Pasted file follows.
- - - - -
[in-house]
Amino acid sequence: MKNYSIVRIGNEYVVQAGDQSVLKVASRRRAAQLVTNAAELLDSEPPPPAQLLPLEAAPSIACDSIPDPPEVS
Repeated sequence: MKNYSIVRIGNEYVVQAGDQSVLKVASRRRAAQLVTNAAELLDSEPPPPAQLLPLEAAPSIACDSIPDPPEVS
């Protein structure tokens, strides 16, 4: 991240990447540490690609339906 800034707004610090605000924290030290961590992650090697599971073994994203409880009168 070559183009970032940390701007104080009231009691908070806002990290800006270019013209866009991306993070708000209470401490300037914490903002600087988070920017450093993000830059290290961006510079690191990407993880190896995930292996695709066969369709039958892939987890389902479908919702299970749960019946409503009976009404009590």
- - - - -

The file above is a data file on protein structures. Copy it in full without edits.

[in-house]
Amino acid sequence: MKNYSIVRIGNEYVVQAGDQSVLKVASRRRAAQLVTNAAELLDSEPPPPAQLLPLEAAPSIACDSIPDPPEVS
Repeated sequence: MKNYSIVRIGNEYVVQAGDQSVLKVASRRRAAQLVTNAAELLDSEPPPPAQLLPLEAAPSIACDSIPDPPEVS
């Protein structure tokens, strides 16, 4: 991240990447540490690609339906 800034707004610090605000924290030290961590992650090697599971073994994203409880009168 070559183009970032940390701007104080009231009691908070806002990290800006270019013209866009991306993070708000209470401490300037914490903002600087988070920017450093993000830059290290961006510079690191990407993880190896995930292996695709066969369709039958892939987890389902479908919702299970749960019946409503009976009404009590």